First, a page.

Paper Scallop Shells and Bottom Fish

We are at the last component for the ocean-themed teacher appreciation door.  So far, we have created bright clownfish and adorable pucker fish.  Now we need to add some interest to the ocean floor.  That will be accomplished with some really easy scallop shells and bottom fish.  You can make as many as you like, but I chose to do 2 scallops and one bottom fish.  The good news is, you don’t need any special materials or printables.  All that is required are some materials you probably have in your desk already.  Let’s get started!

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Materials Needed for the Project

Bottom Feeder

We’ll start with the bottom feeder fish.  This isn’t really supposed to be modeled after any particular fish as much as it is supposed to add a punch of color and some texture to the bottom of the scene.  I think it kind of looks like an eel or a farlowella.  Either way, this is a fun and easy way to add interest to the ocean floor!

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Prepare the Paper

To start, cut the yellow printer paper down to a square.  To do that, line up the top edge with one of the side edges.  You should have a right triangel in the fold and a rectangular section uncovered.  Cut off the extra rectangular section.  When you open the folded paper, you should have a perfect square.  The crease down the middle will act as a guide line for the next two folds.  

Making the First Fold

With the square rotated up so that it is in the diamond position and the middle crease is verticle, fold the two outer left point into the middle so that the lower left edge is lined up with middle line.  Repeat the process for the right side.  

Cutting the Spine

Next, we will add texture to the back of the fish by cutting strips about half an inch apart.  Unfold the fish and cut strips along the middle crease.  Start the cuts about 3-4 inches away from the top of the fish.  Cut the strips long enough so that they are about an inch away from the side fold you created in the previous step.  Leave about an inch and a half un cut at the end for the tail.  

Form the Body

Next, we will form the body of the fish.  The goal is to have some dimension .  Overlap the two folded sections.  The more the sections overlap, the taller the fish will be.  In this case, I overlapped the sections completely making the fish as tall and skinny as possible.  If the sections only overlapped a little, the fish would be wide and flat.  Secure the paper together with glue dots or a glue stick.  You will have a triangle-shaped fish at this point.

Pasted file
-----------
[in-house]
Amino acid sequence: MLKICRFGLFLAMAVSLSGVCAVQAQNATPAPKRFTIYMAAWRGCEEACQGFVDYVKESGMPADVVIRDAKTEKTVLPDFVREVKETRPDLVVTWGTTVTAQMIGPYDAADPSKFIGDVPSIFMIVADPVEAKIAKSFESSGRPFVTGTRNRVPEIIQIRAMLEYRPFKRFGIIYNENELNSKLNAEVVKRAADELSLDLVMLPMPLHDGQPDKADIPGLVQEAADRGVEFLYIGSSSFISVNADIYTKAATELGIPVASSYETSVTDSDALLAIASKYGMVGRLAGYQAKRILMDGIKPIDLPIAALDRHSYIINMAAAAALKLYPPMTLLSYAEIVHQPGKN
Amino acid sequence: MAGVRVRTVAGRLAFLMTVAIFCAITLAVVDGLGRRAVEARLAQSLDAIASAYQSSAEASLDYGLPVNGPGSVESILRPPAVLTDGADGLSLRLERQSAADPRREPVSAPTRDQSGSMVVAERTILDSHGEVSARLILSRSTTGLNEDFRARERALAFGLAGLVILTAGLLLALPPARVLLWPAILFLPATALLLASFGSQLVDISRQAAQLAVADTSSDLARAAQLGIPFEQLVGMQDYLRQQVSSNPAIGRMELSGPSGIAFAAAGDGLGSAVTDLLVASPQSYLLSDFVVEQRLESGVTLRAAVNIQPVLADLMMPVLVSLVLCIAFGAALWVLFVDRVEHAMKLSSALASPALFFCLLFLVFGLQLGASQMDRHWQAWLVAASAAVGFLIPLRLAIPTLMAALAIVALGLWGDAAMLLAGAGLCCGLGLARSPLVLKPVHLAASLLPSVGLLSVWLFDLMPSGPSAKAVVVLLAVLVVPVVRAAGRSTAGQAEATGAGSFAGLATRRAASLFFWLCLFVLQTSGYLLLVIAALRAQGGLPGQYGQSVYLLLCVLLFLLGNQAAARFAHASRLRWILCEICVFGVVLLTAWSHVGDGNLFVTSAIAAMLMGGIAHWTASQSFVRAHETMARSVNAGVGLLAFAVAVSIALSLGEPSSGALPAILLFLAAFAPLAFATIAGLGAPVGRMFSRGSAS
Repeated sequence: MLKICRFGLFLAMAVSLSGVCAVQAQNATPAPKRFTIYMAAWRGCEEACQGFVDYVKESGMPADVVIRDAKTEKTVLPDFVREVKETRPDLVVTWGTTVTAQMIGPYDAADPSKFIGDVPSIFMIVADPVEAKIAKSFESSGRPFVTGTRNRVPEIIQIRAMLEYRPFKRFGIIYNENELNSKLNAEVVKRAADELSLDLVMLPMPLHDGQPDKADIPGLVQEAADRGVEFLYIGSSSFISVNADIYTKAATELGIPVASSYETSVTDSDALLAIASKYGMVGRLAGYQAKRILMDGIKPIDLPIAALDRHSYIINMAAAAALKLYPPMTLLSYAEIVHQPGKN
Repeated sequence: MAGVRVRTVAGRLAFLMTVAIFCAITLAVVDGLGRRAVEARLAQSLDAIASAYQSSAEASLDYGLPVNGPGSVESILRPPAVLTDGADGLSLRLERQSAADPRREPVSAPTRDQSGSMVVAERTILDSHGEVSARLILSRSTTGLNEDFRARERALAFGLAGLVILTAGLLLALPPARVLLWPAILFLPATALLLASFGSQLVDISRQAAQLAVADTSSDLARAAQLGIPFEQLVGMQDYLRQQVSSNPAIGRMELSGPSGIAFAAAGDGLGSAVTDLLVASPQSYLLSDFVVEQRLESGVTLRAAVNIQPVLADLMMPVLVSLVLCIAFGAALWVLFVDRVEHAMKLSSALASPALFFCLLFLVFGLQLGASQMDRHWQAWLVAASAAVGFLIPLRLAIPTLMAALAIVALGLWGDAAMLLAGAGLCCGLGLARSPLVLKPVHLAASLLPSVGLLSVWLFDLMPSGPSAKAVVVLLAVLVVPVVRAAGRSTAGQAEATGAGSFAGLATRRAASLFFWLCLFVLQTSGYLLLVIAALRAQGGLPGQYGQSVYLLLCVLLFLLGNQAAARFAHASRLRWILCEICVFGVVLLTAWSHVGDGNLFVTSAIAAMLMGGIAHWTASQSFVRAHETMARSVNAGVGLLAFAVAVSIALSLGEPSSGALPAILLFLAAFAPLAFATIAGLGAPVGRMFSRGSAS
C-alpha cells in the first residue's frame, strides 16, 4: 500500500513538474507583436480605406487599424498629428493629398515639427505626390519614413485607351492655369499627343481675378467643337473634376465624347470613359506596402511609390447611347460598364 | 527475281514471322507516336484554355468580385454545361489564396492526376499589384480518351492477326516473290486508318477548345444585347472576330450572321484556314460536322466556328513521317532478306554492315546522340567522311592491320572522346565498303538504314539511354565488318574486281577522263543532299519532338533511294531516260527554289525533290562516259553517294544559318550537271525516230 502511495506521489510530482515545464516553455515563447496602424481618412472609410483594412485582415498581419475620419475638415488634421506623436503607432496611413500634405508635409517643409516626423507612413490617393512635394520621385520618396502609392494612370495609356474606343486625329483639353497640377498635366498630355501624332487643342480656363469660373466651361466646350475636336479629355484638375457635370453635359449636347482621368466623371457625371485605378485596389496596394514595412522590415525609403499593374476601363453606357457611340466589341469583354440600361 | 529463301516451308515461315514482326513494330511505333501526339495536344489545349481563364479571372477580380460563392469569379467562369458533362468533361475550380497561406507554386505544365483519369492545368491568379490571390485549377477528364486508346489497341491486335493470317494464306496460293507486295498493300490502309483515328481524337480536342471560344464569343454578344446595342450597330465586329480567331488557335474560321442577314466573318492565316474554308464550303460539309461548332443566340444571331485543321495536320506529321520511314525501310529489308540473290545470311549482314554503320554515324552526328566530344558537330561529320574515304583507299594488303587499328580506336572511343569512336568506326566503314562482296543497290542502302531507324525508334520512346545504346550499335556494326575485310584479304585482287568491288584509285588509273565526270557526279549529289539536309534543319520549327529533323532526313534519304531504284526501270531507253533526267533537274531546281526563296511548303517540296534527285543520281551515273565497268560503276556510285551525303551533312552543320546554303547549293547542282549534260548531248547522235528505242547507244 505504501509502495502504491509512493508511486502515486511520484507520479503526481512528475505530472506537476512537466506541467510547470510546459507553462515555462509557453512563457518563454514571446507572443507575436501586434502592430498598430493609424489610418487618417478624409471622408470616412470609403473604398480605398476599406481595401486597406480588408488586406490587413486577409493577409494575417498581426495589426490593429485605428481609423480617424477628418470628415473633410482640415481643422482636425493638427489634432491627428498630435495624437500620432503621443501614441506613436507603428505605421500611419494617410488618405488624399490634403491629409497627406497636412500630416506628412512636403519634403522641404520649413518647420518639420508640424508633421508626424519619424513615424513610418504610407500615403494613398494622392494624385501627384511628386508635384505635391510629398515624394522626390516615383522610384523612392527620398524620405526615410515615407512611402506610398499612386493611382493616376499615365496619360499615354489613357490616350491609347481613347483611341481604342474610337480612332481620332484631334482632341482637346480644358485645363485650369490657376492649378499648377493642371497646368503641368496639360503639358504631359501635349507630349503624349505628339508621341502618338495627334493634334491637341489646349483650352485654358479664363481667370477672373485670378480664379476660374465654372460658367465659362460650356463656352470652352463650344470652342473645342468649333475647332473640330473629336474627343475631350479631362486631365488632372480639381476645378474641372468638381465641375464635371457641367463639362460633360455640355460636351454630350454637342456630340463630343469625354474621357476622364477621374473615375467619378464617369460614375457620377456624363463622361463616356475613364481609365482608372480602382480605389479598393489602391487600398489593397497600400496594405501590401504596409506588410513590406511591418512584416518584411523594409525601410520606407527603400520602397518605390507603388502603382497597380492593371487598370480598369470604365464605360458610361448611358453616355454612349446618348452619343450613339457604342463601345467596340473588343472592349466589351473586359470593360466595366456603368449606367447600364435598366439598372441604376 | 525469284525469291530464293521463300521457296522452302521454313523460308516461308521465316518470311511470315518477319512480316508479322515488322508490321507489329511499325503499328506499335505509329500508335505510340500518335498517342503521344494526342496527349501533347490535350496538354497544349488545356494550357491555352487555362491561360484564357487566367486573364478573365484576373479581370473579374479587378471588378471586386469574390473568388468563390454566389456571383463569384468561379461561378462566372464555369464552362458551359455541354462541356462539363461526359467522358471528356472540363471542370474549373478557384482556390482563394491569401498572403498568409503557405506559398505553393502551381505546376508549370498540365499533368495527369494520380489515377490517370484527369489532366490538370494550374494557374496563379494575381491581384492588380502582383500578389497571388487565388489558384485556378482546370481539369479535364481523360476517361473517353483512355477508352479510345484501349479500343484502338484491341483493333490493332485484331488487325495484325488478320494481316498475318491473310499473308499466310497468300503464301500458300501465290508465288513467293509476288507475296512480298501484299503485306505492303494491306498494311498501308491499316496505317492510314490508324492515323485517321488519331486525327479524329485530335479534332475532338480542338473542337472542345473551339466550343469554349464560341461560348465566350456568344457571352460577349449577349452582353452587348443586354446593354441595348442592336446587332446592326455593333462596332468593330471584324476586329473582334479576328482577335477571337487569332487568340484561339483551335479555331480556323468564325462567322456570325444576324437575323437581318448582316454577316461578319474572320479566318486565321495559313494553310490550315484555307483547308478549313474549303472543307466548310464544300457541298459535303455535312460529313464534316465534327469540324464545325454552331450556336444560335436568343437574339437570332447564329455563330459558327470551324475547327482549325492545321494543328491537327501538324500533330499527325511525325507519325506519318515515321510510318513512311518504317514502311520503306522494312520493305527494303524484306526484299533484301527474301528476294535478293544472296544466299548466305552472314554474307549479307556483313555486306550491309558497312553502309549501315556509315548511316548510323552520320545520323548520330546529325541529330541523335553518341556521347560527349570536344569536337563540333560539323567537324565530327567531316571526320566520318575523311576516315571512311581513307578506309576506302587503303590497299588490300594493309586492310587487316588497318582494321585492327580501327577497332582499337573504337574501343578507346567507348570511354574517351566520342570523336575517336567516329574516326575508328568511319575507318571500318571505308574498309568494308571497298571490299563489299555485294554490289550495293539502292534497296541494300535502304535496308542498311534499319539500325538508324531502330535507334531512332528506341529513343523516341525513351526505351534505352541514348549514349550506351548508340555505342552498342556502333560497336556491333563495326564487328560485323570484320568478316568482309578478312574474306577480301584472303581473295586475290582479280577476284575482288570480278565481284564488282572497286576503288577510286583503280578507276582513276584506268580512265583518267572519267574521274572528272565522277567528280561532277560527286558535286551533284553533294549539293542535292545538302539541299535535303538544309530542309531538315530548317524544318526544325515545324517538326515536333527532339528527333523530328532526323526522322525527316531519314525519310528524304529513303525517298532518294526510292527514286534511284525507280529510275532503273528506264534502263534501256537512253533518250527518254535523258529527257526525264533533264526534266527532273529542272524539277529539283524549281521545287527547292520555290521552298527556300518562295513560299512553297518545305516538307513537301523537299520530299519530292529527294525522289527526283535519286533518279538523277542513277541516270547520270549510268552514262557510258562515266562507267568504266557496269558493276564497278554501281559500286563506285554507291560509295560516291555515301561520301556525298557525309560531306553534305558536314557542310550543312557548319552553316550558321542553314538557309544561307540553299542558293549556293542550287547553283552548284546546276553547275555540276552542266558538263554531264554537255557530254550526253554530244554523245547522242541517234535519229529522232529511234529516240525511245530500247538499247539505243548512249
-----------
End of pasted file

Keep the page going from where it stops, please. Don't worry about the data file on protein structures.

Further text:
Finish the shape of the body by pinching the top corner of the triangle and push it down to the bottom.  The more you crease the fold, the sharper the finished angles will be.  Use glue dots or a glue stick to glue the inside of the body so that the fish keeps it’s shape.  

Add Some Character

Finally, add some character with googly eyes.  One reason in love this set of googly eyes is that I can try out so many sizes at once to see which one looks the best.  I went with small-med sized eyes help make the nose more pronounced.  If you don’t have self-adhesive eyes, I suggest using glue dots to attach the eyes.  The glue stick or white school glue do not hold the eyes well in my experience.  

On to the Scallop Shells

Now, we will start on the scallop shells.  I like to have one larger shell and one smaller shell.  Start with the white paper in landscape orientation.  Fold up one quater of the paper and cut it off.  This will make the larger of the two shells.  To make the smaller shell, fold up and cut off one third of the paper.  

Make the Folds

We’ll start by folding the paper into an acordian fold along the length of the paper.  I really want evenly shaped folds, so I like to start by folding the paper in half, then in half again, and in half one more time.  This does not create the accordian fold I ultimately want, but it gives guidelines for making the accordian folds.  When you make the accordian folds, they will easily follow the lines that were created.  

Forming the Shell Shape

Now it is time to give the shell the signature scallop shape.  To do that, we will trim the top edge.  With the paper in the closed accordian fold, draw a curved line from front to back. A more flat curve will give a rounded scallop.  A steeper curve will give a sharper scallop.  Cut along your line and adjust the curve if you need to in order to get the look you want.  

Shaping the Bottom

In order to create the wings on the bottom, we will start by stapling the folds together about an inch to and inch and a half from the bottom (or whatever seems proportional to the size of your scallop).  Find the center fold and cut it all the way to the staple.  Next, crease the to halves away from the center and to the outside.  Finally, use a glue dot to secure the top side of the wing to the side of the main shell.  By doing so, it will pull up the wing and pull the main shell body down and open everything up.  

Make as many scallops as you would like in as many sizes as you would like for your project.  For the ocean themed teacher appreciation door I did two shells; one large one and one medium sized one.  

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